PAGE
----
How to improve the tenure process

Next, institutions must heed growing calls to abandon paper counting and similar metrics for evaluating researchers. One alternative approach, the Rule of Five, demonstrates a clear commitment to quality: candidates present their best five papers over the past five years, accompanied by a description of the research, its impact and their individual contribution. The exact numbers are immaterial: what matters is the focus on quality. A handful of institutions have required reviewers to consider individual contributions rather than lists of publications, and the shift has not been easy. Reviewers should be admonished for Googling individuals’ h-indices and citation lists, for example. Perseverance and self-reflection are essential.

Here is the Nature piece by Alan Finkel, via Lama.


Blackmail them and see who pays the most. That's using the free market system to solve for the equilibrium.

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End it don't mend it.

Quality is far more difficult to determine than quantity, to state the obvious. And quality can take a very long time: it's not as though research includes a Eureka bell to alert everyone that it's quality research. Besides, quality research is often contrarian, and the contrarian path is rarely the careerist's path. For example, research extolling the virtues of tax cuts would not be career enhancing in some quarters, while research extolling the virtues of falling asset prices would not be career enhancing in others. Infidels are to be punished not rewarded. It takes a very good Straussian to be a successful contrarian. So quantity it is, and quantity it will remain.

Wokeness enthusiasm assessments seem more likely. Perhaps presented as “objective” by being based on an automated Social Credit Score by Facebook or Google.

Sounds good to me! Engineers are always great at self-cucking by coming up with new technologies that end up being used to cuck them!

So, Nature is basically saying they should do like economics & finance? Where researchers aim to publish a small number of high-quality papers in extremely selective journals? Nobody in econ/finance ever asks "how many papers have you published?" They say, "Where did you publish?" or "Where's your last article?"

As nice as it is to hear that Nature thinks Econ is doing it right, I don't think our model is the best. See the recent brouhaha discussed by James Heckman et al. And as Rayward said, quality is hard to measure. There is ample evidence that any two reviewers will assess quality of a paper very differently.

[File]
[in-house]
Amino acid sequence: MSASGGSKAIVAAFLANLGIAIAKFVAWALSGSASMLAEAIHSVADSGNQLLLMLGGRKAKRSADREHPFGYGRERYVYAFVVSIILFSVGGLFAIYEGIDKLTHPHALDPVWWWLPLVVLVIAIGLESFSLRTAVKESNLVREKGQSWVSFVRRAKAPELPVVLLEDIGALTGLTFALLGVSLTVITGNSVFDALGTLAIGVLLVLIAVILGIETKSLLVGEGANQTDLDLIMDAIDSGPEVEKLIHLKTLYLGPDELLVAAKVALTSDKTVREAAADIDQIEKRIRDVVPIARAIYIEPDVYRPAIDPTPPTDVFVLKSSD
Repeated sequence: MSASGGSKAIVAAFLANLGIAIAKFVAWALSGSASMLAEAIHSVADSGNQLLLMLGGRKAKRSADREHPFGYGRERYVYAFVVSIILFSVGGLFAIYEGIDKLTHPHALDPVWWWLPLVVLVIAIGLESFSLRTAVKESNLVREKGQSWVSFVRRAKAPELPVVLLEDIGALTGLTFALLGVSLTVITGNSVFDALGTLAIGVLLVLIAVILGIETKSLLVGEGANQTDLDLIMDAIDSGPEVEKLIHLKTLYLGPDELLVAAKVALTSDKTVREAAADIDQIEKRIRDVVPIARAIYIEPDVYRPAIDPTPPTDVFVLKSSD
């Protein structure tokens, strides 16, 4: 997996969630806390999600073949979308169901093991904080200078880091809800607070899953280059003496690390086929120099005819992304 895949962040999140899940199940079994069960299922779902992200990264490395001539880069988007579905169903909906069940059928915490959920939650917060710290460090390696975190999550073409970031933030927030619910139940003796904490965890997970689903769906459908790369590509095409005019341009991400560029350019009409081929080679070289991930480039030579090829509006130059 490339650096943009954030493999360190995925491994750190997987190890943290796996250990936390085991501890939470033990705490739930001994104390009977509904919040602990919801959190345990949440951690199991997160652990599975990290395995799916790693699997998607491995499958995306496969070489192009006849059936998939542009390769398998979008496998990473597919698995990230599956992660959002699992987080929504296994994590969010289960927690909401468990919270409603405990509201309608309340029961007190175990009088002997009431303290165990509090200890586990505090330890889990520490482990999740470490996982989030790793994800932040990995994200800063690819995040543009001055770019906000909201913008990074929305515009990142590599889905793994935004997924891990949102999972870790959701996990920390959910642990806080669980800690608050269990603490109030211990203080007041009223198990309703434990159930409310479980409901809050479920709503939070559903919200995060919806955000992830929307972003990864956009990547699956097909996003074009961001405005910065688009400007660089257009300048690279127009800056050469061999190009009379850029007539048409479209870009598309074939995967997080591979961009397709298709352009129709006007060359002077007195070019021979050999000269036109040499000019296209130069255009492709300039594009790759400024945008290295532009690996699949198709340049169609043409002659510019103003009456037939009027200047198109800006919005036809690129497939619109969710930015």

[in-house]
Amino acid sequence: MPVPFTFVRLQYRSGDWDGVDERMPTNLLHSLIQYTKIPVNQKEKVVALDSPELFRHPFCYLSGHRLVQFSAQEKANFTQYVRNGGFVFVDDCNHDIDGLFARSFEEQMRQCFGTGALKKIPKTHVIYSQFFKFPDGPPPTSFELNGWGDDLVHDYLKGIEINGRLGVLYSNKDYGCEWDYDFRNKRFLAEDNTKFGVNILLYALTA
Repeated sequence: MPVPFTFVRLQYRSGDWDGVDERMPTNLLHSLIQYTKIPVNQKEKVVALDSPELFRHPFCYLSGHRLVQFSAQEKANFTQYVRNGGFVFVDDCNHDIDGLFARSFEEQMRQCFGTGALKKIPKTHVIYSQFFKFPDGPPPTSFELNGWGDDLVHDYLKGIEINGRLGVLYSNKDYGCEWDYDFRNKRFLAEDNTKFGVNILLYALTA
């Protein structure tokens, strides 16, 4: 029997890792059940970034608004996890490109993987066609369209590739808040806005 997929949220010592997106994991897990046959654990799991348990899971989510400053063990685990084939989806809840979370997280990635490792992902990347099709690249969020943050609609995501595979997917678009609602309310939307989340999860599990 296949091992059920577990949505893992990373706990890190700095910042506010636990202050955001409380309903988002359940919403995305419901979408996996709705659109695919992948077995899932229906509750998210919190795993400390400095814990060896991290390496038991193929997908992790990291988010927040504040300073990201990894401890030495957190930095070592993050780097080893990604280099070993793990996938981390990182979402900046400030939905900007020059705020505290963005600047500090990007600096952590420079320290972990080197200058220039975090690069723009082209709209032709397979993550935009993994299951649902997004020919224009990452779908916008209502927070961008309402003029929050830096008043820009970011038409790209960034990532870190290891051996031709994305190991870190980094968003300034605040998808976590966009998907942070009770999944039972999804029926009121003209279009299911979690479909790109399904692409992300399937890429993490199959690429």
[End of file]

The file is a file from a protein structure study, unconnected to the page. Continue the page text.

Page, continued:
Our problem - that mundane work like replications are too highly incentivised.


"Provosts might not be able to read, but they can count..."

What can "impact" possibly mean, when the bulk of published academic output is never even read?

Given how politicized academia already is, this just seems like a way for the modern Maoists to liquidate the neo-Trotskyites.

I think he's referring to the metrics issued by the Institute for Scientific Information. ISI at one time refused to publish 'impact factor' for arts and humanities, maintaining it was an invalid measure for those fields.

I think we should actually move from a tenure system to a long-term contract system, as that would entail a better set of trade-offs. When courts eliminated mandatory retirement ages, the tenure system went from "has problems, but functions" to "totally dysfunctional."

1. Incorporate into state law a mandate to retire once a faculty member is eligible for full Social Security, eligible for Medicare, and has contributed to TIAA-CREF for 40 years, pro-rating periods of p/t employment.

2. Limit by law tenured slots to 35% of the FTE on the faculty.

3. Debar by law applications for tenure from any faculty member under the age of 45 and with less than 12 years f/t service.

4. Debar by law hiring-to-tenure bar for endowed chairs, and, again, limit these to faculty who are a minimum of 45 years of age and have been contributing to TIAA-CREF for 12 years (pro-rating p/t contributions).

5. Limit the part-time slots to clinical faculty in occupational schools, to one slot in unsegmented departments, and one slot per segment in a segmented department. Provide a statutory definition of what is a segmented discipline.

6. Put the rest of the faculty on renewable contracts, with some on contracts < 7 semesters and others on 7-12 semester contracts. Mandate that terminal contracts be in duration a function of one's total service at an institution.

7. Provide transitional benefits for terminated faculty.

What an absurdly detailed, arbitrarily precise, and just plain stupid list. Puke.

IOW, it suggests taking away from Barkley something he values. BOO YAH!